33. She did not tell her grandmother because the applicant told her not to tell anyone. She told her friends at school Nosipho and Phathenhle about the incident. Phathenhle told the principal about incident. She informed Educator Ndebele and Educator Mqadi about the incident. She informed her grandmother about the incident on 15 February 2017, following advise to do so from the principal. She said that her grandmother, Uncle and Uncle’s wife went to the school the following day and spoke to the principal. They thereafter took her to the police station and opened a criminal case against the applicant

34. Under cross examination the witness stated that she was not sure if the sexual encounters happened 18 times. The witness was referred to her statement and the contradiction on how many times the sexual encounters happened, whether it was every day at 15:00 or June to December or three times a month as per her statement, she responded and said that the sexual encounters happened numerous times and not every day. She confirmed that she gave a statement in court.

35. She stated that she was assaulted by Minenhle and not Aphiwe and that she did not tell Aphiwe about the sexual encounter. She further stated that she opened the criminal case against the applicant. She said that her grandmother did not testify or play any part at the criminal case.

The Applicant’s case

36. The applicant called two witnesses, Nokwanda Nzimande and Siyanda Percival Mhlangu.


37. Ms. Nokwanda Nzimande testified and stated that she knew the applicant from 2011. He was the father of her 8-year-old daughter. She stated that she stayed with the applicant from August 2015. She then stated that she stayed with the applicant from August 2016 to November 2016. This was after the applicant had a house break-in and he asked her to move in. She said that during the school holidays the applicant would go home to Durban.

38. Nzimande stated that in the evening they would cook, watch tv and have sex. In the morning she would prepare for the applicant to go to work. She either would stay behind or would go to her place or would go whenever she needed to be somewhere. When the applicant knocked off from work, he would first pick her up from her place and they would go to his place together.

39. She stated that she moved out in November 2016, the applicant’s son came to live with him, to obtain a driving license. She said that in her opinion the applicant did not sexually assault Sanelisiwe, he had no reason to, she was staying with the applicant full time, and they had a healthy sex life. He was never aggressive with her during sex.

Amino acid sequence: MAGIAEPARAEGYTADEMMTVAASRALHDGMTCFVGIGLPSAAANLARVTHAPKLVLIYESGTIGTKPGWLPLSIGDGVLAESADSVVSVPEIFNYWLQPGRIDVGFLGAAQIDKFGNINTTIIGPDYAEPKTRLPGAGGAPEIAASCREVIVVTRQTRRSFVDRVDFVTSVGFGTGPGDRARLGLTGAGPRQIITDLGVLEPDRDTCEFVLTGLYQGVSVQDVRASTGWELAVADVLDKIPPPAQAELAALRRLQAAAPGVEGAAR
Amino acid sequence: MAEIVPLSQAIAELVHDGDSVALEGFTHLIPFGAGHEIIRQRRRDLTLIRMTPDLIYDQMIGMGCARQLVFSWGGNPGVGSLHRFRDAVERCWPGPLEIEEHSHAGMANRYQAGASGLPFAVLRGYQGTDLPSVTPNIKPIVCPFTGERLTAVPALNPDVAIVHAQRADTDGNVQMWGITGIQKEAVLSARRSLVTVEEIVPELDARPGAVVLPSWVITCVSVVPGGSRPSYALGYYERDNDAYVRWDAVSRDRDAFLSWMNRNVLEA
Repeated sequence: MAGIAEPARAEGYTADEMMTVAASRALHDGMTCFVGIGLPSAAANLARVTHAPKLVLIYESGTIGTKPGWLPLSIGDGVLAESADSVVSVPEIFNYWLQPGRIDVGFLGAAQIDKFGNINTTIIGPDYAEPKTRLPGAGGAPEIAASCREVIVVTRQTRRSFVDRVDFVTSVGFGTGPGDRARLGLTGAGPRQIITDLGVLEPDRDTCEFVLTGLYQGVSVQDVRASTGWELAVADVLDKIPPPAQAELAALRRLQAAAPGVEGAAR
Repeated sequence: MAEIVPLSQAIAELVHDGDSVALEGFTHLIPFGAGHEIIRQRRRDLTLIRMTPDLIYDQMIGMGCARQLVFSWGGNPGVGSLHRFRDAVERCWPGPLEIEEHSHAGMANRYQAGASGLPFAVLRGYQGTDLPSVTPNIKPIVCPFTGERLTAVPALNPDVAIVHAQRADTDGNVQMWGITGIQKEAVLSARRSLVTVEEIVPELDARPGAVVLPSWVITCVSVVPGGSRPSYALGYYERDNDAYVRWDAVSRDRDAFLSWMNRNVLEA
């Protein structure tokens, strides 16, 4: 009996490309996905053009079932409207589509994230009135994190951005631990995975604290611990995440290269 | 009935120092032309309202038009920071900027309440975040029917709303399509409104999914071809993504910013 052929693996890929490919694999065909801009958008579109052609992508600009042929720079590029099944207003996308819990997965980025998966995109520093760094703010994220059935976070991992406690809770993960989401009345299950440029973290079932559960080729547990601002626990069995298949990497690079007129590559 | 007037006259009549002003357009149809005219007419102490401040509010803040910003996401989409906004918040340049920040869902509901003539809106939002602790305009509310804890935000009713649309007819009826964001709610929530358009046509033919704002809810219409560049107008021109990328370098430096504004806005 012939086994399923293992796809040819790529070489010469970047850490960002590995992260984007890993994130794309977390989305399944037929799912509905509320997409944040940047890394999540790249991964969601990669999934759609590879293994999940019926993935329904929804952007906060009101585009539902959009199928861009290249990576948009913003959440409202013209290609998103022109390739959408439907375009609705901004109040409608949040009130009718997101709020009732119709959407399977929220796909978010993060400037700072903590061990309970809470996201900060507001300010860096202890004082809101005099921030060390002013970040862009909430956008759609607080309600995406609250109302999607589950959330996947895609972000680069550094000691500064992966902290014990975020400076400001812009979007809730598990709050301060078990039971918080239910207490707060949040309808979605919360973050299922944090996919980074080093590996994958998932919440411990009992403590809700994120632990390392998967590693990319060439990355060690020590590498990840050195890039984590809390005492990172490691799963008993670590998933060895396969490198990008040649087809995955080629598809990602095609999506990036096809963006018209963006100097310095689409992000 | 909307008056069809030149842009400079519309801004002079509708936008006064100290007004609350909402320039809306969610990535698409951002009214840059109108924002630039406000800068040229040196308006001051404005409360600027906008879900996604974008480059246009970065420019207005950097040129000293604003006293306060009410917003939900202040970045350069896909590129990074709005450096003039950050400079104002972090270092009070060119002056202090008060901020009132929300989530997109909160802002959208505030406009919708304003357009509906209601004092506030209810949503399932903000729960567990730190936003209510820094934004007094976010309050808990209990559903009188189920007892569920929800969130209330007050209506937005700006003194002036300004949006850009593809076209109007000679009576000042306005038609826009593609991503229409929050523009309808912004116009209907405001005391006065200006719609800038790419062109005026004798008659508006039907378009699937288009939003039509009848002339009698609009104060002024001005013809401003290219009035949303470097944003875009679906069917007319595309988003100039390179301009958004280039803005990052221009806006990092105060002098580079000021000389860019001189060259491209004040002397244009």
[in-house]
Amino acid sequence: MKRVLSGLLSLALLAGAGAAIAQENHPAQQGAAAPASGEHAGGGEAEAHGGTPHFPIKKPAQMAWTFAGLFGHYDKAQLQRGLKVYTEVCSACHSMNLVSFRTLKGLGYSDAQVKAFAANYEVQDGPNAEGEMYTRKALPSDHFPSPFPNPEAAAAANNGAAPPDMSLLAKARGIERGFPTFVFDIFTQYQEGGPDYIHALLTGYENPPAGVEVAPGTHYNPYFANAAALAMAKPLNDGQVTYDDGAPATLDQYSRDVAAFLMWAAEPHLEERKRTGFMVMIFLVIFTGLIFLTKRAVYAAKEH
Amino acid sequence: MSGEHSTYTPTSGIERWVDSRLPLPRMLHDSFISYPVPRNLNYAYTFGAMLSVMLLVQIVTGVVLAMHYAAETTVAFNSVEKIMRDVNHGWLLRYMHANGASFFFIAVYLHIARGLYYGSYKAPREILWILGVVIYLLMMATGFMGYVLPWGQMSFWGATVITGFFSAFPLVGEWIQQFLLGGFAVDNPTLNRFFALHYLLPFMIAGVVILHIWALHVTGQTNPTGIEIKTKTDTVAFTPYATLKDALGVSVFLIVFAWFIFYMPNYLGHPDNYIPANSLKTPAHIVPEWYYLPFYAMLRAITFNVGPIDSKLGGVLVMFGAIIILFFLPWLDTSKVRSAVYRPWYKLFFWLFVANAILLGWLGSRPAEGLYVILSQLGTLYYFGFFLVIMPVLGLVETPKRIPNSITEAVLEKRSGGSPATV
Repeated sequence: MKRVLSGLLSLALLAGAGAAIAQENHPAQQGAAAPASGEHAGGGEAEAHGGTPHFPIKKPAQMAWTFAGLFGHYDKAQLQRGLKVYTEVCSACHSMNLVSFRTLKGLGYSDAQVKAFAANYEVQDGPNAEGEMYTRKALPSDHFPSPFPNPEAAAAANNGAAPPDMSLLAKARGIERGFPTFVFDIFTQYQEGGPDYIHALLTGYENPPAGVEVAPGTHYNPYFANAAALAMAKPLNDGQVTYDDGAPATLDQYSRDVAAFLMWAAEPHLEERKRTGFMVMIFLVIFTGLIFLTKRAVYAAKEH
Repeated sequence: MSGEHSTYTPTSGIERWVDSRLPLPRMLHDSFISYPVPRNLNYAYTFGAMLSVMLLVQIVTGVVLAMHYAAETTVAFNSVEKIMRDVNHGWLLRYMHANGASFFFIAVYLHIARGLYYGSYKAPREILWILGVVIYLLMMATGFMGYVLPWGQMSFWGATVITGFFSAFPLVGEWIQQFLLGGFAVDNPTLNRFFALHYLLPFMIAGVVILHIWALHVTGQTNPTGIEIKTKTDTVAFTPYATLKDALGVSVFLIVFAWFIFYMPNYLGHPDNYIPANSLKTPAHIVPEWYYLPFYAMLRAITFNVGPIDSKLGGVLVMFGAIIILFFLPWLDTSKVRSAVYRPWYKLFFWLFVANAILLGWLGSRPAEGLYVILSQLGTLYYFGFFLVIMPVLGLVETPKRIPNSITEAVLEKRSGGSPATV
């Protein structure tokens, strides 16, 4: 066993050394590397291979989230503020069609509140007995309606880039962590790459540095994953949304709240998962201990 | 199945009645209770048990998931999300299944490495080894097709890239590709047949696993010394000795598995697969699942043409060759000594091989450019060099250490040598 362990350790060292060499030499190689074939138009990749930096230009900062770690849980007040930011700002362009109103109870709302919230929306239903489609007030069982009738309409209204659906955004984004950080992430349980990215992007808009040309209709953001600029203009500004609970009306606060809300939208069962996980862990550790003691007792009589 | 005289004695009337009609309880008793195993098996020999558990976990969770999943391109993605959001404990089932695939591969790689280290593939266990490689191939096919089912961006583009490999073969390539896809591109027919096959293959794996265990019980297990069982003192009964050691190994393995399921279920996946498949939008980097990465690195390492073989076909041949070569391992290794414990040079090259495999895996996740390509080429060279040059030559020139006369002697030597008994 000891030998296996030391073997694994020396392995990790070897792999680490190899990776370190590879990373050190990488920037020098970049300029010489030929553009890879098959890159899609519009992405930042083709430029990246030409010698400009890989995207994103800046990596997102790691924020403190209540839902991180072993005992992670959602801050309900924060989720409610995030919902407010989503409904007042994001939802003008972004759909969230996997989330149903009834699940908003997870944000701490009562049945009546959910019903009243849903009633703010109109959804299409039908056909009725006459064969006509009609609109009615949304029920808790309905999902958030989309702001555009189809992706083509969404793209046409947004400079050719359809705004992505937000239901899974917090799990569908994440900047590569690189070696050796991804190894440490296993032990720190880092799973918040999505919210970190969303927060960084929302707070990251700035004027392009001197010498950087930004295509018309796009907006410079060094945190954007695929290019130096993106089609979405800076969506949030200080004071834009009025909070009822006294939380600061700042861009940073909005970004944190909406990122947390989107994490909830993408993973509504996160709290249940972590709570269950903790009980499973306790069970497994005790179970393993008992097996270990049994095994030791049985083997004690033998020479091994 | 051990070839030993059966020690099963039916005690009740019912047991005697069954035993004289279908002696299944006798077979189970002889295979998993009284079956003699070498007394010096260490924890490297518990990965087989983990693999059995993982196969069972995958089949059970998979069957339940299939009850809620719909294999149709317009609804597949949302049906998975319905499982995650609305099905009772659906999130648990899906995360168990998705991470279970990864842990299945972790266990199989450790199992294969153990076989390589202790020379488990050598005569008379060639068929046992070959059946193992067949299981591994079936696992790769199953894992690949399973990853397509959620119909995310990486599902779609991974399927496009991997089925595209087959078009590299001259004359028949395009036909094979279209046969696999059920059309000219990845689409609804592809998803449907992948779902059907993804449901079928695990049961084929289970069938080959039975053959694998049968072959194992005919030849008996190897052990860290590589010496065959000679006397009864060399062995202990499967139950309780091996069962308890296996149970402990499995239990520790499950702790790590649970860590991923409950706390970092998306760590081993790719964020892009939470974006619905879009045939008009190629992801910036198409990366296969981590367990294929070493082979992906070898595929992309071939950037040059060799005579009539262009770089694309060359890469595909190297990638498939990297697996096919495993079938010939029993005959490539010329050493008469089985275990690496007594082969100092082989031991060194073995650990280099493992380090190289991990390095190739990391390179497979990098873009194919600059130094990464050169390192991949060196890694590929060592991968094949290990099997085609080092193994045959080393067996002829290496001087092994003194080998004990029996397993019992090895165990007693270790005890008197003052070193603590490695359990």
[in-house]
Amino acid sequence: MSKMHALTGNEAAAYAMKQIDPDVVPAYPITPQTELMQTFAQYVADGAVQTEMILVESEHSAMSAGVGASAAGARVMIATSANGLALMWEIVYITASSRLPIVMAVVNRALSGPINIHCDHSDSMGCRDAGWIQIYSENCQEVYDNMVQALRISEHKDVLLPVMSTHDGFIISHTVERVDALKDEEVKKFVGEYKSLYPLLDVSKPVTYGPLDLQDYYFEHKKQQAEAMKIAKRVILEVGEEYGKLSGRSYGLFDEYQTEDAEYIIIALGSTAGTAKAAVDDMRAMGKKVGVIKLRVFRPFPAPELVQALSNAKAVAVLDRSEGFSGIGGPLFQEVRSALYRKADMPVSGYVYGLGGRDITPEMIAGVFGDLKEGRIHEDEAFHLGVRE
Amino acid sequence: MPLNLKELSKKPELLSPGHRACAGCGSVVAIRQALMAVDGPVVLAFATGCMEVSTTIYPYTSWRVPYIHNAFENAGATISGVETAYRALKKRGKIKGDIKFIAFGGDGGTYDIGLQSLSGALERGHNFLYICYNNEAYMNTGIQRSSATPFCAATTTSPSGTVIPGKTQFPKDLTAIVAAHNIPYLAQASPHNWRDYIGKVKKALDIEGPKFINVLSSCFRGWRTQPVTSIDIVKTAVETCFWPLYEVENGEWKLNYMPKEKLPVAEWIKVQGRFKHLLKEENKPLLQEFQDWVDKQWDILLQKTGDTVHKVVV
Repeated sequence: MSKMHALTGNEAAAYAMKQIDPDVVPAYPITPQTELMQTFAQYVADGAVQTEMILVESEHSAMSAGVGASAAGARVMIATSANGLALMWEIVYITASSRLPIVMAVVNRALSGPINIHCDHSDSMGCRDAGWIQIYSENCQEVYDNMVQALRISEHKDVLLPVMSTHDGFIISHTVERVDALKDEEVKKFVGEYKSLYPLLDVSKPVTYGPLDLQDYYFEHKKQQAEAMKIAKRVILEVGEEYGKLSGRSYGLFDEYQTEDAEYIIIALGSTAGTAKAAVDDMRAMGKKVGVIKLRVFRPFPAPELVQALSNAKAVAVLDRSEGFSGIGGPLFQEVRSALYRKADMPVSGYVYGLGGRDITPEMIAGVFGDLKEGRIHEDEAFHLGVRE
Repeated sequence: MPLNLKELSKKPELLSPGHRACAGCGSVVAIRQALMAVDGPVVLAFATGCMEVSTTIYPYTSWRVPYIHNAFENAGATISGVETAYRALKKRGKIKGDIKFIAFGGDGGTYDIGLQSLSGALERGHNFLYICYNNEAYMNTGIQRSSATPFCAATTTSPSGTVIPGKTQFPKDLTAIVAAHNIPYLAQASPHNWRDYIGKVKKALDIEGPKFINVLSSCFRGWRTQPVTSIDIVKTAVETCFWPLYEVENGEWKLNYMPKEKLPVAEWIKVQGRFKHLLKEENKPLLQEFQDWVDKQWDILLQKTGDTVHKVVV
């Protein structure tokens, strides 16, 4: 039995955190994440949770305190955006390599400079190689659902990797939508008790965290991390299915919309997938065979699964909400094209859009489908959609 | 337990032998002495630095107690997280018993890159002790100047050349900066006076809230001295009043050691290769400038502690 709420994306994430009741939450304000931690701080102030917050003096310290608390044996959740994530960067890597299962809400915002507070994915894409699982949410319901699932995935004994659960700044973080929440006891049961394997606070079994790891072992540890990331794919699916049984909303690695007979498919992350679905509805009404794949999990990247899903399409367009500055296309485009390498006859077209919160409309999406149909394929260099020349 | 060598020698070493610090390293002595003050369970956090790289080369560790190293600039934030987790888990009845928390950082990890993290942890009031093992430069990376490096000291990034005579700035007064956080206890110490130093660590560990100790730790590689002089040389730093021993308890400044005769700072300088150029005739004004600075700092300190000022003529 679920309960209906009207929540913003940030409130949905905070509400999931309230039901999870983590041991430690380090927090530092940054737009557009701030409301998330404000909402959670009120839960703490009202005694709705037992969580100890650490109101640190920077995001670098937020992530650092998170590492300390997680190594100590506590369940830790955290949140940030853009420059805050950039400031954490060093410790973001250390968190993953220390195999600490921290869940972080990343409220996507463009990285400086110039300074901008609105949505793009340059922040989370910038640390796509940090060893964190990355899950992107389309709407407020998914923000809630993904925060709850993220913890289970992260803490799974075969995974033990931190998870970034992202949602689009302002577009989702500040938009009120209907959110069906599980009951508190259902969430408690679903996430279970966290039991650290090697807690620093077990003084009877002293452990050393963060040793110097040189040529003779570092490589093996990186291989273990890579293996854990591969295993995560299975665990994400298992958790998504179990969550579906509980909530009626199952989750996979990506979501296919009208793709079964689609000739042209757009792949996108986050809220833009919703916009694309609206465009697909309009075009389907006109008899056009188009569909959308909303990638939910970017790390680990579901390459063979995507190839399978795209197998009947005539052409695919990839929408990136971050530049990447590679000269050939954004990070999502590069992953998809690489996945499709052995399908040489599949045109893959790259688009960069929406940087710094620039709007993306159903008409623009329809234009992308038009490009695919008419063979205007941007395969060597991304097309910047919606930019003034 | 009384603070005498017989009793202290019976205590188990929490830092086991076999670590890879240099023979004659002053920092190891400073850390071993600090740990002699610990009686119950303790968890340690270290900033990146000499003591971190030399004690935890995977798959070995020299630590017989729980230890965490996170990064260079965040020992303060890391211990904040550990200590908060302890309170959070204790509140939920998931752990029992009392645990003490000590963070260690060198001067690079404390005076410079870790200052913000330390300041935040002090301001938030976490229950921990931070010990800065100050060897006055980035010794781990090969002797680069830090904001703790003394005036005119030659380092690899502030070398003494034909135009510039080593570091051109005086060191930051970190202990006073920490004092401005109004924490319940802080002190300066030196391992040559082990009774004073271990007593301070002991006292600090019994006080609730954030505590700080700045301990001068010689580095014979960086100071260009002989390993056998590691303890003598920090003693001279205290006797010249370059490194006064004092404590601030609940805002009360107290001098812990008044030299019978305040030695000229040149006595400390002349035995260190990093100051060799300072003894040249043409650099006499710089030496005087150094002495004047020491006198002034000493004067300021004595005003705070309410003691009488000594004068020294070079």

40. She also confirmed that it was possible that the applicant would be sitting outside the yard at 15:00. She added that if someone screamed from the inside of the applicant’s cottage, the neighbors would hear.

41. Under cross examination Nzimande confirmed that the applicant financially supported their daughter, and that if the applicant is not reinstated, she will lose that financial support. Nzimande argued that it was not true that she agreed to be the applicant’s witness because she wanted to protect the benefit of her child to get financial support from the applicant.

42. She confirmed that the applicant sold airtime and electricity, and that it was possible that the applicant would run out of airtime. She continued to say that there was no need for the applicant to send Sanelisiwe for airtime, the applicant’s route back home goes pass the shops.

43. Nzimande argued that the sequence of events happened a while back and that’s why she was mistaken about the year she moved in with the applicant. She said that she never left the cottage, the applicant did not rape Sanelisiwe. It was put to the Nzimande that her crucial version was never put to Sanelisiwe, she answered and said it was not easy for the applicant to defend himself and put the version to Sanelisiwe.


44. Siyanda Percival Mhlangu testified and stated that the applicant was his father, and they had a healthy relationship. He stated that his mother is married to the applicant. He went on to say that he was staying at Isipingo Durban with his mother and only stayed with his father when he finished matric in November 2016. He stayed with him because he needed to obtain his driving license. He obtained his learners in November 2016.

45. He said while staying with his father in the morning he would drive him to work and go to driving school. He confirmed that the applicant was selling airtime and electricity. He denied that the applicant sexually assaulted Sanelisiwe. He said that the applicant was a helpful person in the community, He had a good character and was not aggressive.

46. He confirmed that he knew Ms. Nzimande, she had a child with the applicant and that Nzimande stayed with the applicant after there was a break in at the applicant’s place. He said that if someone screams from the applicant’s cottage, the neighbors will hear that person.

47. Under cross examination he stated that he was not aware if a case was opened for the house break in. He stated that the applicant was supporting him financially. He denied that he was a witness because he needed the financial support from the applicant. He went on to say that if the allegations against the applicant were true, the applicant would be arrested. It was put to the witness that the version that he was staying with the applicant was not put to Sanelisiwe, he answered and said “My dad did not rape her. Even I cannot date Sane because she is in junior primary”. He said he does not have proof that he obtained his learners while living with his father.